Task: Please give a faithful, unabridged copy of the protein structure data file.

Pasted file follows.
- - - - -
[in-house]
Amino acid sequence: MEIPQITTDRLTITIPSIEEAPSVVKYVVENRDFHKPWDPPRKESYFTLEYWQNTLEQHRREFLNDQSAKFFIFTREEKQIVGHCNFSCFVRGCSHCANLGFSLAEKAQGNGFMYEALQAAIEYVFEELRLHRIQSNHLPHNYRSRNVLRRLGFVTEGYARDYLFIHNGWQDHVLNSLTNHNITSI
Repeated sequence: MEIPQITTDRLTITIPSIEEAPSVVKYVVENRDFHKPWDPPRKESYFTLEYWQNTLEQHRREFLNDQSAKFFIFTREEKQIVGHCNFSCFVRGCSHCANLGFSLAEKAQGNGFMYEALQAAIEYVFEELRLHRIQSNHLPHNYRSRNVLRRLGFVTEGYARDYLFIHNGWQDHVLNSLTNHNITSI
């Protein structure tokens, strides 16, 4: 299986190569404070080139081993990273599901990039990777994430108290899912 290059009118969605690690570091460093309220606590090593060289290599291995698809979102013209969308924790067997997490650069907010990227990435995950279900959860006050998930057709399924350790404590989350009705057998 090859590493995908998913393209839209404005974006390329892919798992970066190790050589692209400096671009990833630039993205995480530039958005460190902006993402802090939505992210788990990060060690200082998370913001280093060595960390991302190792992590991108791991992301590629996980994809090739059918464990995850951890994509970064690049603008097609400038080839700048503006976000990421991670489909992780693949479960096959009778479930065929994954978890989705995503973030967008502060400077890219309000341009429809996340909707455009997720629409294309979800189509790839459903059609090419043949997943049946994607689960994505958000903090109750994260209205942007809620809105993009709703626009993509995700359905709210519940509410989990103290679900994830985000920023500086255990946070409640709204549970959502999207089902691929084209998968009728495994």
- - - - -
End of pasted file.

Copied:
[in-house]
Amino acid sequence: MEIPQITTDRLTITIPSIEEAPSVVKYVVENRDFHKPWDPPRKESYFTLEYWQNTLEQHRREFLNDQSAKFFIFTREEKQIVGHCNFSCFVRGCSHCANLGFSLAEKAQGNGFMYEALQAAIEYVFEELRLHRIQSNHLPHNYRSRNVLRRLGFVTEGYARDYLFIHNGWQDHVLNSLTNHNITSI
Repeated sequence: MEIPQITTDRLTITIPSIEEAPSVVKYVVENRDFHKPWDPPRKESYFTLEYWQNTLEQHRREFLNDQSAKFFIFTREEKQIVGHCNFSCFVRGCSHCANLGFSLAEKAQGNGFMYEALQAAIEYVFEELRLHRIQSNHLPHNYRSRNVLRRLGFVTEGYARDYLFIHNGWQDHVLNSLTNHNITSI
């Protein structure tokens, strides 16, 4: 299986190569404070080139081993990273599901990039990777994430108290899912 290059009118969605690690570091460093309220606590090593060289290599291995698809979102013209969308924790067997997490650069907010990227990435995950279900959860006050998930057709399924350790404590989350009705057998 090859590493995908998913393209839209404005974006390329892919798992970066190790050589692209400096671009990833630039993205995480530039958005460190902006993402802090939505992210788990990060060690200082998370913001280093060595960390991302190792992590991108791991992301590629996980994809090739059918464990995850951890994509970064690049603008097609400038080839700048503006976000990421991670489909992780693949479960096959009778479930065929994954978890989705995503973030967008502060400077890219309000341009429809996340909707455009997720629409294309979800189509790839459903059609090419043949997943049946994607689960994505958000903090109750994260209205942007809620809105993009709703626009993509995700359905709210519940509410989990103290679900994830985000920023500086255990946070409640709204549970959502999207089902691929084209998968009728495994």